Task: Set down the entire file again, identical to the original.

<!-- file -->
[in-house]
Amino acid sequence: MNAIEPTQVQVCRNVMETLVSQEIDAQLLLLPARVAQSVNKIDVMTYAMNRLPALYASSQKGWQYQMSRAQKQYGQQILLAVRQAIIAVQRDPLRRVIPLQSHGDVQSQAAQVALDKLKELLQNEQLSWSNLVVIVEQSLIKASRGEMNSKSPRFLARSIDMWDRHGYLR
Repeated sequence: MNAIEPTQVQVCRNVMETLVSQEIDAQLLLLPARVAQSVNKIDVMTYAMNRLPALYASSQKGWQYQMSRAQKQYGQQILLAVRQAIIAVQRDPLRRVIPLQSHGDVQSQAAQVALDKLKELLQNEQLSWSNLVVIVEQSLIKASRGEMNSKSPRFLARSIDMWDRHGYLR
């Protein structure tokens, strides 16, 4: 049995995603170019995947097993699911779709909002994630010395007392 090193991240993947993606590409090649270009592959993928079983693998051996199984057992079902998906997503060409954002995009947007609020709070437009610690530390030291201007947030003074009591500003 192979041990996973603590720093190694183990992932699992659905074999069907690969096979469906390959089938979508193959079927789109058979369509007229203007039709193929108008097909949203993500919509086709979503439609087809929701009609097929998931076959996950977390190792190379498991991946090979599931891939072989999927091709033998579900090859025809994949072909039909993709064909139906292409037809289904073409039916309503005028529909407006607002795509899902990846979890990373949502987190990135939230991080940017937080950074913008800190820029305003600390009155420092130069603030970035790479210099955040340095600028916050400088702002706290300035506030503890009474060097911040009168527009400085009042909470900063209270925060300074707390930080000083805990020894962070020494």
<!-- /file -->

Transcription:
[in-house]
Amino acid sequence: MNAIEPTQVQVCRNVMETLVSQEIDAQLLLLPARVAQSVNKIDVMTYAMNRLPALYASSQKGWQYQMSRAQKQYGQQILLAVRQAIIAVQRDPLRRVIPLQSHGDVQSQAAQVALDKLKELLQNEQLSWSNLVVIVEQSLIKASRGEMNSKSPRFLARSIDMWDRHGYLR
Repeated sequence: MNAIEPTQVQVCRNVMETLVSQEIDAQLLLLPARVAQSVNKIDVMTYAMNRLPALYASSQKGWQYQMSRAQKQYGQQILLAVRQAIIAVQRDPLRRVIPLQSHGDVQSQAAQVALDKLKELLQNEQLSWSNLVVIVEQSLIKASRGEMNSKSPRFLARSIDMWDRHGYLR
């Protein structure tokens, strides 16, 4: 049995995603170019995947097993699911779709909002994630010395007392 090193991240993947993606590409090649270009592959993928079983693998051996199984057992079902998906997503060409954002995009947007609020709070437009610690530390030291201007947030003074009591500003 192979041990996973603590720093190694183990992932699992659905074999069907690969096979469906390959089938979508193959079927789109058979369509007229203007039709193929108008097909949203993500919509086709979503439609087809929701009609097929998931076959996950977390190792190379498991991946090979599931891939072989999927091709033998579900090859025809994949072909039909993709064909139906292409037809289904073409039916309503005028529909407006607002795509899902990846979890990373949502987190990135939230991080940017937080950074913008800190820029305003600390009155420092130069603030970035790479210099955040340095600028916050400088702002706290300035506030503890009474060097911040009168527009400085009042909470900063209270925060300074707390930080000083805990020894962070020494």